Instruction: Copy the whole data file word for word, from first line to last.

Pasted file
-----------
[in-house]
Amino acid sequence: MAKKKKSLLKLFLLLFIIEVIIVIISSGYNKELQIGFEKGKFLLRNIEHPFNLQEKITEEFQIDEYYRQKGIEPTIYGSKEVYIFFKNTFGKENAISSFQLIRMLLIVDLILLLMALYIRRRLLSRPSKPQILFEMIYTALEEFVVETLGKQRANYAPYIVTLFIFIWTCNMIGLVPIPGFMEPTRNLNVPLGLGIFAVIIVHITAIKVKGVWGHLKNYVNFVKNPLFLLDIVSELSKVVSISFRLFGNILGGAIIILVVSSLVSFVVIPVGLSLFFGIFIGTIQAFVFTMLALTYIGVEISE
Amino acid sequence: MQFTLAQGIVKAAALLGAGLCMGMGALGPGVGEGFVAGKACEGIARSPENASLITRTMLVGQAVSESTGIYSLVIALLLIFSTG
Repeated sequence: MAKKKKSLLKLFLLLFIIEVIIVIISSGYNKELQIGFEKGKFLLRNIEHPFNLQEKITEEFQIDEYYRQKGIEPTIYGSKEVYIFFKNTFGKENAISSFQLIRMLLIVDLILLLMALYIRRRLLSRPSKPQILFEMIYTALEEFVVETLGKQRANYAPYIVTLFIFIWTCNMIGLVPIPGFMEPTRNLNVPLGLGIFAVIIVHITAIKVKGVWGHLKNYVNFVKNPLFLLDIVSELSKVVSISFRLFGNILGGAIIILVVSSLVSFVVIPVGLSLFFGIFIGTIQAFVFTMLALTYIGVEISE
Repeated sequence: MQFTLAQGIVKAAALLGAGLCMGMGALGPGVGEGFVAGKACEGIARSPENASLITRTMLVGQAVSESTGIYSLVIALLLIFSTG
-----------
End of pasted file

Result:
[in-house]
Amino acid sequence: MAKKKKSLLKLFLLLFIIEVIIVIISSGYNKELQIGFEKGKFLLRNIEHPFNLQEKITEEFQIDEYYRQKGIEPTIYGSKEVYIFFKNTFGKENAISSFQLIRMLLIVDLILLLMALYIRRRLLSRPSKPQILFEMIYTALEEFVVETLGKQRANYAPYIVTLFIFIWTCNMIGLVPIPGFMEPTRNLNVPLGLGIFAVIIVHITAIKVKGVWGHLKNYVNFVKNPLFLLDIVSELSKVVSISFRLFGNILGGAIIILVVSSLVSFVVIPVGLSLFFGIFIGTIQAFVFTMLALTYIGVEISE
Amino acid sequence: MQFTLAQGIVKAAALLGAGLCMGMGALGPGVGEGFVAGKACEGIARSPENASLITRTMLVGQAVSESTGIYSLVIALLLIFSTG
Repeated sequence: MAKKKKSLLKLFLLLFIIEVIIVIISSGYNKELQIGFEKGKFLLRNIEHPFNLQEKITEEFQIDEYYRQKGIEPTIYGSKEVYIFFKNTFGKENAISSFQLIRMLLIVDLILLLMALYIRRRLLSRPSKPQILFEMIYTALEEFVVETLGKQRANYAPYIVTLFIFIWTCNMIGLVPIPGFMEPTRNLNVPLGLGIFAVIIVHITAIKVKGVWGHLKNYVNFVKNPLFLLDIVSELSKVVSISFRLFGNILGGAIIILVVSSLVSFVVIPVGLSLFFGIFIGTIQAFVFTMLALTYIGVEISE
Repeated sequence: MQFTLAQGIVKAAALLGAGLCMGMGALGPGVGEGFVAGKACEGIARSPENASLITRTMLVGQAVSESTGIYSLVIALLLIFSTG